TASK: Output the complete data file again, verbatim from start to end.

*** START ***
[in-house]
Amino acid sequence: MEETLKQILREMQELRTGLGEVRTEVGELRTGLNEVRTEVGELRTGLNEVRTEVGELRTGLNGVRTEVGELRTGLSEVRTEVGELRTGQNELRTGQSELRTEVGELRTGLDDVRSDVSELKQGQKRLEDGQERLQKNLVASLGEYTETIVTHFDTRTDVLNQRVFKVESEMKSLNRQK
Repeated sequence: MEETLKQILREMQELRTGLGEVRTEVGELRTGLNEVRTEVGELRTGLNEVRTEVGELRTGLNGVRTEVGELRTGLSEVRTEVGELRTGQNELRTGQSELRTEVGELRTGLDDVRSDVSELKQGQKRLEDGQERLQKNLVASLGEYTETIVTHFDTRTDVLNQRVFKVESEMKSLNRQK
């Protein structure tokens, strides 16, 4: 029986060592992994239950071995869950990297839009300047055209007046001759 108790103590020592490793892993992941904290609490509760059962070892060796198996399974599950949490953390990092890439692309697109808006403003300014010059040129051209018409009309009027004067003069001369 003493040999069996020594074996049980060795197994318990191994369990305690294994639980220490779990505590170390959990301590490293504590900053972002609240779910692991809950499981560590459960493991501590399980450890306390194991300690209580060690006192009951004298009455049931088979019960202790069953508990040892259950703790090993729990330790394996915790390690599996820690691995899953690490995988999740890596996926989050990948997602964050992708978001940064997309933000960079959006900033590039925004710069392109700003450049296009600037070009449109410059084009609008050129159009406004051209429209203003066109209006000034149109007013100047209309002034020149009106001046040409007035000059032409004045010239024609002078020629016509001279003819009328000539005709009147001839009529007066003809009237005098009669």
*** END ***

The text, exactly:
[in-house]
Amino acid sequence: MEETLKQILREMQELRTGLGEVRTEVGELRTGLNEVRTEVGELRTGLNEVRTEVGELRTGLNGVRTEVGELRTGLSEVRTEVGELRTGQNELRTGQSELRTEVGELRTGLDDVRSDVSELKQGQKRLEDGQERLQKNLVASLGEYTETIVTHFDTRTDVLNQRVFKVESEMKSLNRQK
Repeated sequence: MEETLKQILREMQELRTGLGEVRTEVGELRTGLNEVRTEVGELRTGLNEVRTEVGELRTGLNGVRTEVGELRTGLSEVRTEVGELRTGQNELRTGQSELRTEVGELRTGLDDVRSDVSELKQGQKRLEDGQERLQKNLVASLGEYTETIVTHFDTRTDVLNQRVFKVESEMKSLNRQK
């Protein structure tokens, strides 16, 4: 029986060592992994239950071995869950990297839009300047055209007046001759 108790103590020592490793892993992941904290609490509760059962070892060796198996399974599950949490953390990092890439692309697109808006403003300014010059040129051209018409009309009027004067003069001369 003493040999069996020594074996049980060795197994318990191994369990305690294994639980220490779990505590170390959990301590490293504590900053972002609240779910692991809950499981560590459960493991501590399980450890306390194991300690209580060690006192009951004298009455049931088979019960202790069953508990040892259950703790090993729990330790394996915790390690599996820690691995899953690490995988999740890596996926989050990948997602964050992708978001940064997309933000960079959006900033590039925004710069392109700003450049296009600037070009449109410059084009609008050129159009406004051209429209203003066109209006000034149109007013100047209309002034020149009106001046040409007035000059032409004045010239024609002078020629016509001279003819009328000539005709009147001839009529007066003809009237005098009669």